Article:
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Low-Income Solar Policy Guide

Posted by Content Coordinator on Wednesday, March 23rd, 2016

GRID ALTERNATIVES
VOTE SOLAR
CENTER FOR SOCIAL INCLUSION

A road map to successful policies and programs that are creating access to solar technology and jobs nationwide.

About This Guide

solar1 The Low-Income Solar Policy Guide was developed by nonprofits GRID Alternatives, Vote Solar, and the Center for Social Inclusion, to help drive the proposal and adoption of new low-income solar policies and programs, both as stand-alone efforts and as part of broader renewable energy programs. It is meant to be a tool for policymakers, community leaders and others who are working on solar access at the Federal, state and local level.

There are many effective policy tools for supporting solar adoption among consumers at large, and nearly all of them help expand low-income access to solar power to some extent. However, fully enabling low-income solar participation requires policies and programs that are specifically designed to address the unique barriers faced by these communities. This guide provides an overview of those barriers, as well as underlying principles for successful programs, existing policy tools that can be used to create programs, and examples of state and local models that have successfully improved access.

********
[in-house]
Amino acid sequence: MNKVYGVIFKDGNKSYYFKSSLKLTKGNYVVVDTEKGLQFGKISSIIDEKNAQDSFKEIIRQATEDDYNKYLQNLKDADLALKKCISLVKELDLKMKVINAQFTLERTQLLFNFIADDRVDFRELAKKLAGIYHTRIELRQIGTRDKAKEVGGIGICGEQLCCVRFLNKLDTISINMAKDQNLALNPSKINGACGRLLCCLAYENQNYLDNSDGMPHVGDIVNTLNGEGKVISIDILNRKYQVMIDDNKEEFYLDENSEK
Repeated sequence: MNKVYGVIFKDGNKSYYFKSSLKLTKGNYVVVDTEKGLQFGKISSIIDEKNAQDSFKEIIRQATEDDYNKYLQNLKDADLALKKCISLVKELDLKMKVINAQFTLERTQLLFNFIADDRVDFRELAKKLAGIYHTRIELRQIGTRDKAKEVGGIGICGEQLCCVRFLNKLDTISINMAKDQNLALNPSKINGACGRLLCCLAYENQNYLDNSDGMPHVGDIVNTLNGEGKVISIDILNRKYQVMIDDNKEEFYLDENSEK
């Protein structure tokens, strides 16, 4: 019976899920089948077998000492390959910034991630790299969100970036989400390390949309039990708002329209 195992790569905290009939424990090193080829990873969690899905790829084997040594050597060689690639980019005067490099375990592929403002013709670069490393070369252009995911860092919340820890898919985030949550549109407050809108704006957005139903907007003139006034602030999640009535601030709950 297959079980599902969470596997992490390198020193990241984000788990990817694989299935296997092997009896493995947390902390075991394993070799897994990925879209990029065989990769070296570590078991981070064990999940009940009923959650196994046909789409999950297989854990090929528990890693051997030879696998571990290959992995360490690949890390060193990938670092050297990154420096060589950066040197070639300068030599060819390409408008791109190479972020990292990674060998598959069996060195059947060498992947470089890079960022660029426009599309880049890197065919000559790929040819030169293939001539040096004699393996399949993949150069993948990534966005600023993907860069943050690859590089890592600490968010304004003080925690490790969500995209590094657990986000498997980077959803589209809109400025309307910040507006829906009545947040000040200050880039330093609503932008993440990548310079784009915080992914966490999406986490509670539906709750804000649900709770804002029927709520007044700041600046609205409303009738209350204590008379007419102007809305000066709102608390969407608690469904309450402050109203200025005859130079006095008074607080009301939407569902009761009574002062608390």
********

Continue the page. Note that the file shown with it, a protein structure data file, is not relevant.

This project was made possible by the generous support of the Energy Foundation and the 11th Hour Project.

Foreward